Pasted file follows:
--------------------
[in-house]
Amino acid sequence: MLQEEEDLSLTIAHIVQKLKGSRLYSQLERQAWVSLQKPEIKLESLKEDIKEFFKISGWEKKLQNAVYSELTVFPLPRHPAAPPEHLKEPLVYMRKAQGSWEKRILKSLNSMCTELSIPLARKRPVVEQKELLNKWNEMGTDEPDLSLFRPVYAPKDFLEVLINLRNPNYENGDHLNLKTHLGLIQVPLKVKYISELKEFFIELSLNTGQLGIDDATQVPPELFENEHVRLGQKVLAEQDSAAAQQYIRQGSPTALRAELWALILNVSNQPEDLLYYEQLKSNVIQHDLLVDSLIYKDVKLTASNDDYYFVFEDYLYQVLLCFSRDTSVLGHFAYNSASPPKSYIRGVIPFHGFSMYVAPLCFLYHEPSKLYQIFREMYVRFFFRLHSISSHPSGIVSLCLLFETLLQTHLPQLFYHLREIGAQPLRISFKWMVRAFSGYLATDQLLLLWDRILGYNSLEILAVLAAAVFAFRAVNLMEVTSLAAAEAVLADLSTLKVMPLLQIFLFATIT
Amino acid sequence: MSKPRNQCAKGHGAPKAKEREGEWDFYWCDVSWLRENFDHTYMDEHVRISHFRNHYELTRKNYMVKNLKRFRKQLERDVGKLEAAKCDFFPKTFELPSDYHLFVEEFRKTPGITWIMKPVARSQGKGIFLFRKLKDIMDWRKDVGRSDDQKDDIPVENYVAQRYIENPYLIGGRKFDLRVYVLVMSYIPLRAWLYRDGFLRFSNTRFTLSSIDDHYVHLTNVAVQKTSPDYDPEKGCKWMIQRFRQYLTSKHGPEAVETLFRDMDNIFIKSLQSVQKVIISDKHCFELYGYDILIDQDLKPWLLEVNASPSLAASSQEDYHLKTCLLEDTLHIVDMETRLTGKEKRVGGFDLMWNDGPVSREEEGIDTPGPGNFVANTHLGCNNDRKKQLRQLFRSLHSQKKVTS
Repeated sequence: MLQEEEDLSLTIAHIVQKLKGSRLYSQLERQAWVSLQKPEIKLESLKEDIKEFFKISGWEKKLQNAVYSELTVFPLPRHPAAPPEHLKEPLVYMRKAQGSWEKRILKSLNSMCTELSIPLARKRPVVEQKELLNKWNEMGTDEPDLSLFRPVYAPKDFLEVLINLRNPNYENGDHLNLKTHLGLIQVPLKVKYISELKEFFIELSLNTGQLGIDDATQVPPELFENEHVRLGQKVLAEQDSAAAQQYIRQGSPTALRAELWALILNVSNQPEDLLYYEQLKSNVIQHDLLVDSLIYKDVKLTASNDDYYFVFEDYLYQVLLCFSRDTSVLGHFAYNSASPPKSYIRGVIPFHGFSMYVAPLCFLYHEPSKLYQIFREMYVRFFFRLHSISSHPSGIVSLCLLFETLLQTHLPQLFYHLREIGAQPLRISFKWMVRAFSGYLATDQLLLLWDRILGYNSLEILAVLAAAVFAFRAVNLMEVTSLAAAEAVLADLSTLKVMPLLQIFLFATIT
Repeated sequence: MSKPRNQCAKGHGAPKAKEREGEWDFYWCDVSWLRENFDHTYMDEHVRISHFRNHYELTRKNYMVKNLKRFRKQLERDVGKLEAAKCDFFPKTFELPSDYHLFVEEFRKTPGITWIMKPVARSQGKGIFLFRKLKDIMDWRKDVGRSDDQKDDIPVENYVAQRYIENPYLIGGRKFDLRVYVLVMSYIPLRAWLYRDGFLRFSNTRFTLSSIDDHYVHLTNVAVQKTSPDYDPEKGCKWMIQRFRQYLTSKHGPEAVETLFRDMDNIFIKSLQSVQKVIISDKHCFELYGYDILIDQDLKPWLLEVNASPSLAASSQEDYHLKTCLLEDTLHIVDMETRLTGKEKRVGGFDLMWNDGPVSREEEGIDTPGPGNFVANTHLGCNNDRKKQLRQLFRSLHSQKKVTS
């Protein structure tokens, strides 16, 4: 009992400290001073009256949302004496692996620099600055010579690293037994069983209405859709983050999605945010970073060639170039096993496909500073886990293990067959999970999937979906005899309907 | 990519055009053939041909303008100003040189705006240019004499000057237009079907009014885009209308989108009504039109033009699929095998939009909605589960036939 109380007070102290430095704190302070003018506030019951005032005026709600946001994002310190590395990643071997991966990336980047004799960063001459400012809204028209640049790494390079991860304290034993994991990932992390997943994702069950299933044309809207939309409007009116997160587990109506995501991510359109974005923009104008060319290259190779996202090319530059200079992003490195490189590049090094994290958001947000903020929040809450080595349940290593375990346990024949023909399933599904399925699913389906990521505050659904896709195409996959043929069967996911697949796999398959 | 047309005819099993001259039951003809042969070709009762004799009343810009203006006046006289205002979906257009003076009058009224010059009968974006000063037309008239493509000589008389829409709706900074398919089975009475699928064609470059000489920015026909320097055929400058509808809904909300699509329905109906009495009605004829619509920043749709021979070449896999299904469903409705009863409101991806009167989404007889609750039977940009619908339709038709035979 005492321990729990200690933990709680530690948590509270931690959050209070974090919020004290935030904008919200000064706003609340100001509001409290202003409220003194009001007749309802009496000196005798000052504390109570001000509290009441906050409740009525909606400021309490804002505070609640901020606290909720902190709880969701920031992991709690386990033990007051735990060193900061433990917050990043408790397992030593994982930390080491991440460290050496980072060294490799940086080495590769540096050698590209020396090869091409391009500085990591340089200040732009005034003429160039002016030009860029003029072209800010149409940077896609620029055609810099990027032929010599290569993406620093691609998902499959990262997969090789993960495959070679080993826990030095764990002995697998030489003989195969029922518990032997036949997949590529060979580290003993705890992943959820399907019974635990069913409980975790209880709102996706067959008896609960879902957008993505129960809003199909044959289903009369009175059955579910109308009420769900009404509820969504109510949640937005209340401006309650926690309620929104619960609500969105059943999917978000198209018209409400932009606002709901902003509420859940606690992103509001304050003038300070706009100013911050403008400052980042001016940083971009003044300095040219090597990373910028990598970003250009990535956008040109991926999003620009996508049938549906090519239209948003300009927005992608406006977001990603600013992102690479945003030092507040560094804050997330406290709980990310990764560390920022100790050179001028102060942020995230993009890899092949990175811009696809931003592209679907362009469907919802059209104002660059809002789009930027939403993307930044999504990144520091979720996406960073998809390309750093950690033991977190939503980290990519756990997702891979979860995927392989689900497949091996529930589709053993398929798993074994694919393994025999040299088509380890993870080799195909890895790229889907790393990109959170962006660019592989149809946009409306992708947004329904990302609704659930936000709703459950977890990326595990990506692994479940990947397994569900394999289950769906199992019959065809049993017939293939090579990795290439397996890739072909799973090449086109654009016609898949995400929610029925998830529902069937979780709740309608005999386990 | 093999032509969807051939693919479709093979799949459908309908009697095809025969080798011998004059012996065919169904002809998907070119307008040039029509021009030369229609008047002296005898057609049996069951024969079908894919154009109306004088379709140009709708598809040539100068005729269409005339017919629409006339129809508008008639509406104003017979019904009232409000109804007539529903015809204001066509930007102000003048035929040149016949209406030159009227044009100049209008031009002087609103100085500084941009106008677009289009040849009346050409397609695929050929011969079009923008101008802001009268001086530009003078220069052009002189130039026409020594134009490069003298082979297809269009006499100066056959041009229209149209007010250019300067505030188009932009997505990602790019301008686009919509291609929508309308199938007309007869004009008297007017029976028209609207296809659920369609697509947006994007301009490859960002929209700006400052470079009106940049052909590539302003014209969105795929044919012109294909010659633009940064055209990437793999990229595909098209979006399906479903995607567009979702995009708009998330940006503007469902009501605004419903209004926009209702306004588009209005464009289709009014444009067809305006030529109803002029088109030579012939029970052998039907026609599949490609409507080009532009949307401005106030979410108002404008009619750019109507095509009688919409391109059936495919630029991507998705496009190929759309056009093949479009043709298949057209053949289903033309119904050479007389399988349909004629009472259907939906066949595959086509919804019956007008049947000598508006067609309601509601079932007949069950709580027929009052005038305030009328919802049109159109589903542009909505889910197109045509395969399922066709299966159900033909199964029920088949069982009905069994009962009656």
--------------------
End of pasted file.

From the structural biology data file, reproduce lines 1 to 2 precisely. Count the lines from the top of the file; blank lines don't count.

[in-house]
Amino acid sequence: MLQEEEDLSLTIAHIVQKLKGSRLYSQLERQAWVSLQKPEIKLESLKEDIKEFFKISGWEKKLQNAVYSELTVFPLPRHPAAPPEHLKEPLVYMRKAQGSWEKRILKSLNSMCTELSIPLARKRPVVEQKELLNKWNEMGTDEPDLSLFRPVYAPKDFLEVLINLRNPNYENGDHLNLKTHLGLIQVPLKVKYISELKEFFIELSLNTGQLGIDDATQVPPELFENEHVRLGQKVLAEQDSAAAQQYIRQGSPTALRAELWALILNVSNQPEDLLYYEQLKSNVIQHDLLVDSLIYKDVKLTASNDDYYFVFEDYLYQVLLCFSRDTSVLGHFAYNSASPPKSYIRGVIPFHGFSMYVAPLCFLYHEPSKLYQIFREMYVRFFFRLHSISSHPSGIVSLCLLFETLLQTHLPQLFYHLREIGAQPLRISFKWMVRAFSGYLATDQLLLLWDRILGYNSLEILAVLAAAVFAFRAVNLMEVTSLAAAEAVLADLSTLKVMPLLQIFLFATIT